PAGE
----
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Federal Government Must Invest in New York’s Transportation Infrastructure
March 2, 2018
New York City became the city that never sleeps in part because of its robust transportation system – and New Yorkers know better than anyone else the value of sound infrastructure. New York is a city of motion. Reliable subways, buses and commuter rail lines are the lifeblood of our economy.
The recent release of the White House’s infrastructure plan was an important first step that should now be followed by an increased focus on providing much-needed financing for our transportation networks, which are bursting at the seams.
In order for any federal infrastructure plan to fulfill its potential and propel continued economic growth, it should include funding specifically designated for essential regional projects. This also means that stakeholders across the Northeast Corridor must continue to make their voices heard in support of local and regional priorities.
Among these priorities, there is none more important for New Yorkers than the Gateway Project. REBNY is a strong and vocal supporter of this project which is crucial not only to New York, but the entire nation.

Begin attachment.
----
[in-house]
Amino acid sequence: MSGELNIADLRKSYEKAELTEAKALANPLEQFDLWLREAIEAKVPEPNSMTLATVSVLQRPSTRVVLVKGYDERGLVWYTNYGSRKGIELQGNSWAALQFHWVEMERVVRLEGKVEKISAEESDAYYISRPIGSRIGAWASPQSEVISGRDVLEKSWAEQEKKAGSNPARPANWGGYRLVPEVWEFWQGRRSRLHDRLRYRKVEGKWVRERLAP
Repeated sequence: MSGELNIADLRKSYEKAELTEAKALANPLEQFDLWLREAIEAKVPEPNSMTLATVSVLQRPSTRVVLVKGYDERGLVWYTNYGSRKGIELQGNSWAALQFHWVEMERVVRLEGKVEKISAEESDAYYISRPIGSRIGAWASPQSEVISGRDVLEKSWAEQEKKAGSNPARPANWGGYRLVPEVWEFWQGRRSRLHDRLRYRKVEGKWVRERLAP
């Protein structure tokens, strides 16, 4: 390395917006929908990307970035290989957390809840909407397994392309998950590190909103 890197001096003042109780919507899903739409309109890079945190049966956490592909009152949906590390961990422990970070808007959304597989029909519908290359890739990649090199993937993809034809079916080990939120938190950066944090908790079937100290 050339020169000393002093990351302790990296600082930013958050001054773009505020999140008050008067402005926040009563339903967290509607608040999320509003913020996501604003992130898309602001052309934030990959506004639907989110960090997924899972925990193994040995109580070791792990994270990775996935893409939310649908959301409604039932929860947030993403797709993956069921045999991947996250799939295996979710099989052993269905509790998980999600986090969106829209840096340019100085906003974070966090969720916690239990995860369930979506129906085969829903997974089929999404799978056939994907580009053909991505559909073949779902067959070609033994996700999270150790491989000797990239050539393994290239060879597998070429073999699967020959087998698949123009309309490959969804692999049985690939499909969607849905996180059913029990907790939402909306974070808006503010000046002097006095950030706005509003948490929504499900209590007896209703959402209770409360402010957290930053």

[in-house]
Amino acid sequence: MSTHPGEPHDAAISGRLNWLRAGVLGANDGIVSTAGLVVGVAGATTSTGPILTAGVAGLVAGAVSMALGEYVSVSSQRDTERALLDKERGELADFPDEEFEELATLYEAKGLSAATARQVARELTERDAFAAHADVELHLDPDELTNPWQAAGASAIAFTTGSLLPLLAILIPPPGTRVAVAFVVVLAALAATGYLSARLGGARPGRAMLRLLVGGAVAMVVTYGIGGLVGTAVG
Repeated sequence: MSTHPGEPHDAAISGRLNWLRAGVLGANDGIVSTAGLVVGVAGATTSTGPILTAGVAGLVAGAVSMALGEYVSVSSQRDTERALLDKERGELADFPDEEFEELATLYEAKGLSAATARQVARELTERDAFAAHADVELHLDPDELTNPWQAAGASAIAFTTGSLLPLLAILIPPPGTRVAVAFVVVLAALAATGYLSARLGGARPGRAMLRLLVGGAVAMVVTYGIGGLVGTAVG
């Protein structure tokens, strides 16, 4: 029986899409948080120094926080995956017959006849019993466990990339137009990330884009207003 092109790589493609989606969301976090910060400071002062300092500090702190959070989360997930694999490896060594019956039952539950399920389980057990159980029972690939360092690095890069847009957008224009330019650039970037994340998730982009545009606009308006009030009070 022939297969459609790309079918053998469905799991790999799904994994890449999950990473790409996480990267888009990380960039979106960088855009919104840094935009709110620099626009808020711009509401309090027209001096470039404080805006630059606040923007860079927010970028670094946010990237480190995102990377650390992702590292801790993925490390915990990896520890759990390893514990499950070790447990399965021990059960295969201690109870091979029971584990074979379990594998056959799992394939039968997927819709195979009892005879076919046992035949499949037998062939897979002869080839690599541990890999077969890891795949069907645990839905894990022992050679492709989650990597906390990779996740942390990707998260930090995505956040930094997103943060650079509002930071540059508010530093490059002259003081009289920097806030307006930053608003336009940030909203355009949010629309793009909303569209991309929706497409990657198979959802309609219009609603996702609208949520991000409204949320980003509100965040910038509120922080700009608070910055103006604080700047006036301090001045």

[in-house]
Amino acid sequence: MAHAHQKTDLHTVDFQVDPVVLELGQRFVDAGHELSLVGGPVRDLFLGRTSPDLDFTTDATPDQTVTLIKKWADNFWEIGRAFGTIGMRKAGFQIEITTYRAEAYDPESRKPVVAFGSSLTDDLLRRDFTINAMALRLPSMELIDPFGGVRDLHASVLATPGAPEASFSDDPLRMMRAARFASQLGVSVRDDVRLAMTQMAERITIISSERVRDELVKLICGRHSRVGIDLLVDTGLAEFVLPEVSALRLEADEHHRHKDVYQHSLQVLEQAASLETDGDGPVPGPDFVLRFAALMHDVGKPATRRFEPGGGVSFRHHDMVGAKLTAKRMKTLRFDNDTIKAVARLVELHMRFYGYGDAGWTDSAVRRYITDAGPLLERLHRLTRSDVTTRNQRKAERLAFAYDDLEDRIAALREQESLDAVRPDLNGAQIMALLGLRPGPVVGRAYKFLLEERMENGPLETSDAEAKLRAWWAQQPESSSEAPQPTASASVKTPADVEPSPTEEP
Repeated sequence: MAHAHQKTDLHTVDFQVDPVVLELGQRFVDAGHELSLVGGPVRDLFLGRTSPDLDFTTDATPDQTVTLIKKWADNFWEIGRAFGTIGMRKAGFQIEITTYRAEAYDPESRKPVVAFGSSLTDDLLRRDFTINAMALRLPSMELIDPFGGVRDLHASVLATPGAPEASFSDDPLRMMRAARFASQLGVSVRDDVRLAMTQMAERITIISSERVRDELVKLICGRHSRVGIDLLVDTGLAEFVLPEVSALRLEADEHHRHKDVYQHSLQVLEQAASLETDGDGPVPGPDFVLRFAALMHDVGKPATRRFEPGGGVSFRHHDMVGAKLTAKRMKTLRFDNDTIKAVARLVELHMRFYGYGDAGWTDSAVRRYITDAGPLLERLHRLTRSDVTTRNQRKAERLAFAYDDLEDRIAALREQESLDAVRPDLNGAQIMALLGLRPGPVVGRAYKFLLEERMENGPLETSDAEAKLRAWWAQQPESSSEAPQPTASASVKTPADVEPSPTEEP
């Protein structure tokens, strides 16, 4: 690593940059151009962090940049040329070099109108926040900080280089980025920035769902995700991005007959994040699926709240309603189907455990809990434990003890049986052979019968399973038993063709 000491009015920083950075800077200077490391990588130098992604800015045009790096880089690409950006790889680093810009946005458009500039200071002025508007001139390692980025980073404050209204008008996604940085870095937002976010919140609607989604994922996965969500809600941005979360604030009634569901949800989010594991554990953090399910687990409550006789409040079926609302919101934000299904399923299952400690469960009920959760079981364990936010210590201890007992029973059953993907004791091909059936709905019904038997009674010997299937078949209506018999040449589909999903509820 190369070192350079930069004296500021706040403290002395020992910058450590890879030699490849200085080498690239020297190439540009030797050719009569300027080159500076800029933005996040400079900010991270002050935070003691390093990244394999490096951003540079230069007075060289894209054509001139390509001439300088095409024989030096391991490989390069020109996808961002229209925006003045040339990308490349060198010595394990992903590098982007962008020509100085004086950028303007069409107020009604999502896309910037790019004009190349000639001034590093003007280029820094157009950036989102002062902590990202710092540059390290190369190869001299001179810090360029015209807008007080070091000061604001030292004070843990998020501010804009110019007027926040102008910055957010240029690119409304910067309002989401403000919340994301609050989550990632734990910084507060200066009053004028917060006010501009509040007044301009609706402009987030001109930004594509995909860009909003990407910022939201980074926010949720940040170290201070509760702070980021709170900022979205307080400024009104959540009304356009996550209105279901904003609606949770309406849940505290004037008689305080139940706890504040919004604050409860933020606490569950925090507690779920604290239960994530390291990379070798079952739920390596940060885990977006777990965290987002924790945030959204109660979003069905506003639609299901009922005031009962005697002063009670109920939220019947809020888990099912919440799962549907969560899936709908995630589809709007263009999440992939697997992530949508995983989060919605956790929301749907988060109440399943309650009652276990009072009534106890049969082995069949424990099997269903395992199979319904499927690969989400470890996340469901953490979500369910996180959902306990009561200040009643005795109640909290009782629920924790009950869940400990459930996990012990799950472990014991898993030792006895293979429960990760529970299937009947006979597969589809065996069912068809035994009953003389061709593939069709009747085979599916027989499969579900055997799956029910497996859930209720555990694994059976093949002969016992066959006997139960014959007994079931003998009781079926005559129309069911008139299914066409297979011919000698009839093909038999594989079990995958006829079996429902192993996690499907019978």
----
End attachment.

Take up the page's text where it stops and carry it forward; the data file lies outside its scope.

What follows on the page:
That is because New York’s importance to the national economy simply cannot be overstated: the city’s metro area created almost $1.7 trillion in economic activity during 2016, almost 10 percent of the national GDP, and by far the highest of any metro area. In large part, this economic engine is made possible thanks to the complex transportation ecosystem that helps people get to work each day throughout the five boroughs and from suburbs on all sides.
It is in this national context that the Gateway Project must be seen. The project has multiple components, but the most significant would burrow a new, two-track rail tunnel underneath the Hudson River to create an additional access point for New Jersey Transit and Amtrak trains to reach Manhattan.
This new tunnel would relieve stress on the existing tunnel while allowing for vital repairs. We must remember that these tunnels have been compromised since they were flooded with seawater during Superstorm Sandy and a full repair of the tunnels will require a shutdown.
Recent frustration with subway service across the city would pale in comparison to the economic shockwave that would be felt if such a shutdown were to take place without the addition of an alternative access point for trains between New York and New Jersey. Businesses would be crippled and commuters would be helpless – not to mention outraged.
This all explains why the Gateway Project has enjoyed bipartisan support at the federal, state, and local level for years. We all agree that this crucial initiative must advance.
REBNY will keep making its voice heard on this issue, and I strongly urge REBNY members to do the same at every opportunity. The results of positive changes that benefit our transportation network and our economy will have an impact for generations to come.
I look forward to continuing the conversation around the Gateway Project and remain hopeful that we will one day see a light at the end of this particular tunnel.